Model selection with loo and bridge sampling

I have run a few mixed-effects models in brms with 3 categorical predictors and one continuous. I have used loo to compare main effects and interaction modes with and without some of the predictors. I’m not sure how to interpret the results.

Model comparisons:

                         elpd_diff se_diff
model1          0.0       0.0   
model2        -1.1       2.2   
model3        -1.1       2.2   
model4        -1.2       3.1   
model5        -1.2       2.6   
model6        -2.1       2.8 

For me, it is hard to get an intuitive sense of what constitutes a large elpd_diff and se_diff. It seems to me that there are no huge differences between the predictive validity of the models. To confirm, I used bridge sampling to compare model1 vs. the other models. BFs indicated that model3 was ~14 in favor of model1. The other models were either weakly in favor or inconclusive compared to model1, except model5, where a BF of ~1000 preferred model1.

My next idea was to average over the models. I used the loo_model_weights function with the pseudobma method to obtain model weights.

Method: pseudo-BMA+ with Bayesian bootstrap
model1 	0.341
model2	0.123
model3	0.131
model4	0.161
model5	0.119
model6	0.124

Considering these results, it seems to me that none of the models clearly fit the data “best.” Intuitively I think the best approach would be to average over all of the models. Does this sound sensible?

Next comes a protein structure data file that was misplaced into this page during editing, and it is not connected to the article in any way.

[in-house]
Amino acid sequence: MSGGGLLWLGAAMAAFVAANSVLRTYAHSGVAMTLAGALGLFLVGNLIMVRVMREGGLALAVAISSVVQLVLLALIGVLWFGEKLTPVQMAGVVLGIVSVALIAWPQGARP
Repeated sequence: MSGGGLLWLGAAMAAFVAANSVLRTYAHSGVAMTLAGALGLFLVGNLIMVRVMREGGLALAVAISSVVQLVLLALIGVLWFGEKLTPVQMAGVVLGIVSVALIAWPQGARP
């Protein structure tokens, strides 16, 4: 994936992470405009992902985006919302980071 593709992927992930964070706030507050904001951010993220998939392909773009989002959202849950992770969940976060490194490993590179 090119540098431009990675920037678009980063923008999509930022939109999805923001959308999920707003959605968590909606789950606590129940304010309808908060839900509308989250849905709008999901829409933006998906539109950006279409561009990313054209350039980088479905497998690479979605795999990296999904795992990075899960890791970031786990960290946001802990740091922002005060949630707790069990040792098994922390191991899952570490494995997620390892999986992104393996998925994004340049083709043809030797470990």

Is it possible to use the hypothesis function to perform testing on the averaged parameters?

Hi, sorry for not getting to you earlier, this is relevant question.

A very rough rule of thumb is that a elpd_diff larger than 2 * se_diff is bigger than most of the noise we have in evaluting elpd (which could mean that it is large or that there is little noise). Agree that this looks like not very big differences, but I find it more useful to use the model weights (as you did).

The fact that you get different results with loo and with bridgesampling is not surprising, both answer quite different questions (my current best thoughts on this are at Hypothesis testing, model selection, model comparison - some thoughts ). In particular, Bayes factors do weird stuff when none of your models is a good fit for the data, while loo is mostly robust to this.

The loo results you see are indeed indicative of no of the models working much better than others in leave-one-out cross validation (as reflected by the model weights). Averaging over the models makes sense if your goal is out of sample prediction.

I don’t think so - note that those weights do not average over parameters, they average over predictions - I would expect many parameters are not even shared by the individual models, so I don’t think you could even meaningfully define what would be the expected behaviour. What you can do is to make predictions from the “ensemble” model and interpret those (e.g. how big change does the model predict for reassigning all the subjects to one of the treatments group).

Hope that clarifies more than confuses.

Best of luck with your modelling.